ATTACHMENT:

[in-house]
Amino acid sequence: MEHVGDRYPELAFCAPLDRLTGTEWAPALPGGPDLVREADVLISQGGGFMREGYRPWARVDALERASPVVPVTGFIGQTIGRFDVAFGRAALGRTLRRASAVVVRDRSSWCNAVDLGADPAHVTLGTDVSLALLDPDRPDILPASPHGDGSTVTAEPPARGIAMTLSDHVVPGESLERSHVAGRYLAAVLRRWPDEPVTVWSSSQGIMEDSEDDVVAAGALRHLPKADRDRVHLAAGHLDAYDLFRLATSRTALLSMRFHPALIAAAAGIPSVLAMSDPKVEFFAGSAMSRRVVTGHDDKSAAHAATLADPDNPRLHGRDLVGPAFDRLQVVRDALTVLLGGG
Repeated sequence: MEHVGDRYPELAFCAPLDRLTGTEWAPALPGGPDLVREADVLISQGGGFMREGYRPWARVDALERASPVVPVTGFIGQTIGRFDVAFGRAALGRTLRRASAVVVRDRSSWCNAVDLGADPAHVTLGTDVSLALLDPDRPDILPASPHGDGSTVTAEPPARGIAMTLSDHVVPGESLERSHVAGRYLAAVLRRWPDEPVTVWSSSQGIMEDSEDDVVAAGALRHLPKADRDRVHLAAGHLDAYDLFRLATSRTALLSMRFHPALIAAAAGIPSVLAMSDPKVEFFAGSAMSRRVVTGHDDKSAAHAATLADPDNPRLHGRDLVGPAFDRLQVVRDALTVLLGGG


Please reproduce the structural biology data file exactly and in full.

[in-house]
Amino acid sequence: MEHVGDRYPELAFCAPLDRLTGTEWAPALPGGPDLVREADVLISQGGGFMREGYRPWARVDALERASPVVPVTGFIGQTIGRFDVAFGRAALGRTLRRASAVVVRDRSSWCNAVDLGADPAHVTLGTDVSLALLDPDRPDILPASPHGDGSTVTAEPPARGIAMTLSDHVVPGESLERSHVAGRYLAAVLRRWPDEPVTVWSSSQGIMEDSEDDVVAAGALRHLPKADRDRVHLAAGHLDAYDLFRLATSRTALLSMRFHPALIAAAAGIPSVLAMSDPKVEFFAGSAMSRRVVTGHDDKSAAHAATLADPDNPRLHGRDLVGPAFDRLQVVRDALTVLLGGG
Repeated sequence: MEHVGDRYPELAFCAPLDRLTGTEWAPALPGGPDLVREADVLISQGGGFMREGYRPWARVDALERASPVVPVTGFIGQTIGRFDVAFGRAALGRTLRRASAVVVRDRSSWCNAVDLGADPAHVTLGTDVSLALLDPDRPDILPASPHGDGSTVTAEPPARGIAMTLSDHVVPGESLERSHVAGRYLAAVLRRWPDEPVTVWSSSQGIMEDSEDDVVAAGALRHLPKADRDRVHLAAGHLDAYDLFRLATSRTALLSMRFHPALIAAAAGIPSVLAMSDPKVEFFAGSAMSRRVVTGHDDKSAAHAATLADPDNPRLHGRDLVGPAFDRLQVVRDALTVLLGGG